Myths and Scams
There is new information coming out each day about the coronavirus COVID-19 pandemic, and with it, new myths that are making their way through the digital world.
The City of Evanston encourages residents to seek facts and information from reputable sources like the Illinois Department of Public Health, the Centers for Disease Control and Prevention, and the World Health Organization.
Myth: I need to stockpile as many groceries and supplies as I can in case there is a total national shutdown.
Fact: Only buy what you and family need for up to two weeks. It is important to remember that many families may be unable to buy a supply of food and water for weeks in advance. Consumer demand has recently been exceptionally high–especially for grocery, household cleaning, and some healthcare products.
Myth: Only those over 60 years old or those with existing health problems are at risk of contracting or dying from COVID-19.
Fact: According to the CDC, those at higher risk include older adults and people with serious chronic medical conditions; however, symptoms can range from mild to severe in individuals of any age.
Myth: Coronavirus isn’t as prevalent in hot or humid climates.
Fact: Based on evidence currently available, COVID-19 can be transmitted in all areas, including those with hot and humid weather. Regardless of climate, protective measures should continue to be employed.
Myth: Taking antibiotics can help prevent and treat COVID-19
Fact: Antibiotics do not work against viruses, only bacteria. COVID-19 is a virus.
Myth: Inhaling hot air or blowing hot air up your nose will help kill COVID-19.
Fact: There is no scientific evidence that proves this to be true. While drinking hot liquids or inhaling hot air may help sooth symptoms, it will not cure a person of COVID-19.
Myth: Taking Advil or other medication can cure me of COVID-19.
Fact: There is currently no cure or treatment for COVID-19. Supportive care like Advil, increased liquid intake, and ventilators can help treat the symptoms, but will not cure an individual of COVID-19.
Myth: Getting a flu shot will help prevent me from getting COVID-19.
Fact: A flu shot will not prevent an individual from contracting COVID-19; however, it could help with the medical response to the outbreak. Fewer cases of the flu means more resources will be available to fight COVID-19. Additionally, it’s important to keep a high-functioning immune system by remaining healthy.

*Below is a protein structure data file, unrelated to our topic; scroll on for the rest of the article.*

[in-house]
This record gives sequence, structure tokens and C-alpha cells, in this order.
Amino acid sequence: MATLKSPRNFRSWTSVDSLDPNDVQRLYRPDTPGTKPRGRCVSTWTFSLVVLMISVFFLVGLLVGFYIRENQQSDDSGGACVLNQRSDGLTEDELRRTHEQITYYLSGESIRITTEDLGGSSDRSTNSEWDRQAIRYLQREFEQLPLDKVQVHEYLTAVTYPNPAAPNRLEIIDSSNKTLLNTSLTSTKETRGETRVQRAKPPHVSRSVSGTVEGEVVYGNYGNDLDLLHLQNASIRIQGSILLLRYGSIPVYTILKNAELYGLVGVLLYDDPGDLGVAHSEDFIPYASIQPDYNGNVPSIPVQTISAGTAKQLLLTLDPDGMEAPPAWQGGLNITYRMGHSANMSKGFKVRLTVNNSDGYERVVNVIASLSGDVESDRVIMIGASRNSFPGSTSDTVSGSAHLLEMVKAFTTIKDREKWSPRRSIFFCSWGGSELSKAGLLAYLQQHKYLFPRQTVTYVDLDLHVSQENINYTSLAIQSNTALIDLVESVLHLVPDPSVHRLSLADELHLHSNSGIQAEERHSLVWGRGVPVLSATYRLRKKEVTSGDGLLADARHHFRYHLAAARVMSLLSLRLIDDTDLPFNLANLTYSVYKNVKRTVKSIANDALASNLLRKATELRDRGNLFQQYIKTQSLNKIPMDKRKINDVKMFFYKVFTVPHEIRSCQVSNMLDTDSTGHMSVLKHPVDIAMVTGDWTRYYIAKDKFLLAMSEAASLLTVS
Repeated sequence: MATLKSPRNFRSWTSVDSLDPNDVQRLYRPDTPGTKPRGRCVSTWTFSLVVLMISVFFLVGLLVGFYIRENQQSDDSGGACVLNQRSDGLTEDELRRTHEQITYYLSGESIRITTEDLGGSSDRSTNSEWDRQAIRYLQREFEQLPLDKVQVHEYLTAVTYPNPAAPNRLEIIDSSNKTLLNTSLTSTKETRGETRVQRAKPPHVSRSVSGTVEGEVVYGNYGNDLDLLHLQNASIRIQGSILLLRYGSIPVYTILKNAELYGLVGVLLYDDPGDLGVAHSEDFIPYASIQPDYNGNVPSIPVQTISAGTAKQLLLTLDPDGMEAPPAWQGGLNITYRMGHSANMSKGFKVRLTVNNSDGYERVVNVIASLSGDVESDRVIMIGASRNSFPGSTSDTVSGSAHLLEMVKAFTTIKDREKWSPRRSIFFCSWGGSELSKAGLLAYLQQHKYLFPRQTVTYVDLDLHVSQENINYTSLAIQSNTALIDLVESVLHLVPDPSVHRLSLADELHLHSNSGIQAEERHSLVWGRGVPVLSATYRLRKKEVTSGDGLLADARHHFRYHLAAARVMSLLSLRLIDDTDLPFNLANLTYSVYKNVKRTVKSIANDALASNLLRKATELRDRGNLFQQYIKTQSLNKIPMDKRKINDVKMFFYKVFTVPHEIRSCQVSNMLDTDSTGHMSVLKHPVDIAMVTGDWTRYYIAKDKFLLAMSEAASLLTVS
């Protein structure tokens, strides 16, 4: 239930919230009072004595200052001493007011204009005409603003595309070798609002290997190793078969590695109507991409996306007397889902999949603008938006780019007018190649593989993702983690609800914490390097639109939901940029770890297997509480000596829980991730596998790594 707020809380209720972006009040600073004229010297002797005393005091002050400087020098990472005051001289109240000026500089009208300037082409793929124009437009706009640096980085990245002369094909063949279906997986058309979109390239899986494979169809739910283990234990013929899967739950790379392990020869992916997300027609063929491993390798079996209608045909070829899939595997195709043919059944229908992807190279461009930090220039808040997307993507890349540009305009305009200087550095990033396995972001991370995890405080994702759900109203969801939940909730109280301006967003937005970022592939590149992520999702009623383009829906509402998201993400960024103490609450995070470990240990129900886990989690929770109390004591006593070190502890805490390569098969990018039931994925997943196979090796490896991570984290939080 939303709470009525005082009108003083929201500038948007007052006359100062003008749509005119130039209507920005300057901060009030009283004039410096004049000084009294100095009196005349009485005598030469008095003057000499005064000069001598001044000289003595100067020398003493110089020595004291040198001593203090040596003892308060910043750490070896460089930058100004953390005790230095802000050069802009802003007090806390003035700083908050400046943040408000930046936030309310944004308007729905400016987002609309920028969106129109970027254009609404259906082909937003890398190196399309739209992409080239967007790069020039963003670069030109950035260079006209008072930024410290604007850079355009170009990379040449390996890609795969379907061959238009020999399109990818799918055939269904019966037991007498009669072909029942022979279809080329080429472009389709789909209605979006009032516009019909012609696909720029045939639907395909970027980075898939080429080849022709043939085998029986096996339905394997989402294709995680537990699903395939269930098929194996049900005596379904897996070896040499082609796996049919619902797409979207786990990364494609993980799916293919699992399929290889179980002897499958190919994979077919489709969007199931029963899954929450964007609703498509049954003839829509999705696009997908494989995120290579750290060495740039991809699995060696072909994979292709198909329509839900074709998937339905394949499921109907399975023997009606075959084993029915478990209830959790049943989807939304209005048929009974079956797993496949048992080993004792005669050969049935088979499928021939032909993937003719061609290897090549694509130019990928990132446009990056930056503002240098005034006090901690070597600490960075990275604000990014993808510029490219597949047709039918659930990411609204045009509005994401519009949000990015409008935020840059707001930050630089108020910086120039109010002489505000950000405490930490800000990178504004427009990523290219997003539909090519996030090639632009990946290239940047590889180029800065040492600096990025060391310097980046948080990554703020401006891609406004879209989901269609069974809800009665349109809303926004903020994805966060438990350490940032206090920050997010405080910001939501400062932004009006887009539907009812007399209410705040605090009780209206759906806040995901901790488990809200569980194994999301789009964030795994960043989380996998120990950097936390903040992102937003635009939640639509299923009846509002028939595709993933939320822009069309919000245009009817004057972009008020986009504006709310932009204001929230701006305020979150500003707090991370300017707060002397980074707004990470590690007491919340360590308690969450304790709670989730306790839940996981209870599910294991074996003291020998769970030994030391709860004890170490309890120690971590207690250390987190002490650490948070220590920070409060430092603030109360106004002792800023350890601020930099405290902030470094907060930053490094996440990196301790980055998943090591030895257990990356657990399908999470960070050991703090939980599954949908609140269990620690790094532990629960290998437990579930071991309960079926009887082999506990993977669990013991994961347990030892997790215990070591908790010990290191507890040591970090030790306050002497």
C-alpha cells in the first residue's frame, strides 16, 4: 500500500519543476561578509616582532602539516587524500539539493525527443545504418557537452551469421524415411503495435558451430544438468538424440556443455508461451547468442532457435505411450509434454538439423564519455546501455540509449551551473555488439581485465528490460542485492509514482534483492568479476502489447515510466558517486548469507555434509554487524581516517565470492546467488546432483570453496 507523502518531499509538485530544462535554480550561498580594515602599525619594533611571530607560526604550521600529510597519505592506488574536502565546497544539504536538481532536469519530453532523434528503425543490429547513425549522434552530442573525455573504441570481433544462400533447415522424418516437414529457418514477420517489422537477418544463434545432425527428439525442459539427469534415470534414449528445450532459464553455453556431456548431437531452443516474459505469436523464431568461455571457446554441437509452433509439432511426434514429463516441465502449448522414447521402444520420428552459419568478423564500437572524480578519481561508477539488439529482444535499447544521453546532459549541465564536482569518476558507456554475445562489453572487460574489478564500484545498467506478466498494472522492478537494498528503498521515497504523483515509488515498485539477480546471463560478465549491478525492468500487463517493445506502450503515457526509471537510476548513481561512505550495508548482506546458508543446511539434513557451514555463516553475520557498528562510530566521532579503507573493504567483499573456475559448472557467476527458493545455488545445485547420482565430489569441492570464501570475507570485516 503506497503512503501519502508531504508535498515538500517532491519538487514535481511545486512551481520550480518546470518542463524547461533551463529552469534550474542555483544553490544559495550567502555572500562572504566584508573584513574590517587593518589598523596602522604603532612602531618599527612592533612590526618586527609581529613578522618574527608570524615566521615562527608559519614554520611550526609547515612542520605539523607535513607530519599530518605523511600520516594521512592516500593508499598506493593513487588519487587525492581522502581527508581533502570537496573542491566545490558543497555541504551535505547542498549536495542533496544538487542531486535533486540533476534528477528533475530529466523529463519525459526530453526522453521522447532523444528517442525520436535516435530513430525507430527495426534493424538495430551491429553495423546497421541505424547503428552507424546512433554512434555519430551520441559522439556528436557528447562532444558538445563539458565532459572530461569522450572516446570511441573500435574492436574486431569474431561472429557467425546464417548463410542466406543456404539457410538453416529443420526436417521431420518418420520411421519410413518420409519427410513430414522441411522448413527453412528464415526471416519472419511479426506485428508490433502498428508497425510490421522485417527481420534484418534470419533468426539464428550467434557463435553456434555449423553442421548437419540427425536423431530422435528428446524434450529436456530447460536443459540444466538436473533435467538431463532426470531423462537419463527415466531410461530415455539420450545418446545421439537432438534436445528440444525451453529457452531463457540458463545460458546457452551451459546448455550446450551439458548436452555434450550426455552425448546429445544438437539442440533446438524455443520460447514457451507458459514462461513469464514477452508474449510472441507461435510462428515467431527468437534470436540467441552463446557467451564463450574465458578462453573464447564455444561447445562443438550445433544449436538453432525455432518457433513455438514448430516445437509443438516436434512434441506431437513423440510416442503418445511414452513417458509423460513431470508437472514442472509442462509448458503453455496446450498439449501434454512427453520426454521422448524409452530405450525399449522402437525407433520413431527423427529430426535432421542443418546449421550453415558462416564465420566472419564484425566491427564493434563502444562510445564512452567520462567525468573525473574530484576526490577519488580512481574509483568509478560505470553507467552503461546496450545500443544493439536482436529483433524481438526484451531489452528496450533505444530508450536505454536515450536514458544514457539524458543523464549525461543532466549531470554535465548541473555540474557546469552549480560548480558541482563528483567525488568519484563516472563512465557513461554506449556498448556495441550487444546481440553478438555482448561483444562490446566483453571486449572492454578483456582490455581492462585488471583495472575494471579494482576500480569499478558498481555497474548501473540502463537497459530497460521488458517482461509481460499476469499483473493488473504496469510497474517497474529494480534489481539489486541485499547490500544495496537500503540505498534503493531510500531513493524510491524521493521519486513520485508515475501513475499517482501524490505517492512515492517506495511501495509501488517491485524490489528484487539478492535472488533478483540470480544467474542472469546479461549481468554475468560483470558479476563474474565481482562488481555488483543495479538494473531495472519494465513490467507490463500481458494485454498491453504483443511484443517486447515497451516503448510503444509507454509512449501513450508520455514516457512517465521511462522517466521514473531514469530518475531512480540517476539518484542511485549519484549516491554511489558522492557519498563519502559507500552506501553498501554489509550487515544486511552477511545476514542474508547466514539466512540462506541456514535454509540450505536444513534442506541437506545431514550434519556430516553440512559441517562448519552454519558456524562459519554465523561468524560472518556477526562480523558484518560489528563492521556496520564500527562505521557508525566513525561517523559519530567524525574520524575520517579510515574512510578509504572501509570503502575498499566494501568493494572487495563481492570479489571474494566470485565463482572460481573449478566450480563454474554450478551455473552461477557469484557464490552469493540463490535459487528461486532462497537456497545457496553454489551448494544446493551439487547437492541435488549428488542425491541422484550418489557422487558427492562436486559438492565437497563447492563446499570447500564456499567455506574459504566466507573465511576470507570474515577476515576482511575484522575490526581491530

Be on the lookout for phishing emails asking you to verify your personal information in order to receive an economic stimulus check from the government. Government agencies are not sending unsolicited emails asking for your private information in order to send you money. Other phishing emails may claim to be related to: charitable contributions, general financial relief, airline carrier refunds, fake cures and vaccines, and fake testing kits.
Fake CDC Emails
Do not open emails claiming to be from the Centers for Disease Control and Prevention (CDC). Do not click on links or open attachments you do not recognize. If clicked on, these links could be used to deliver malware to your computer to steal personal information.
Counterfeit Treatments or Equipment
Be cautious of anyone trying to sell you products that claim to prevent, treat, diagnose, or cure COVID-19. Be alert to counterfeit products like sanitizers, gloves, N95 respirator masks, and face shields. Report counterfeit products at ic3.gov.
Text Message Hoaxes
Text messages are being sent to individuals claiming that the government will order a mandatory national two-week quarantine, or instructing them to go out and stock up on supplies. The message can appear to be from a “next door neighbor.” According to the National Security Council, these text messages are fake.
COVID-19-Related Energy Scams
Since the COVID-19 outbreak, ComEd has received reports of scammers, posing as utility
representatives, approaching customers who may be self-isolating or having difficulty paying
their bills. These imposters threaten to shut service off or offer cash or credit incentives to obtain
a customer’s personal or financial information.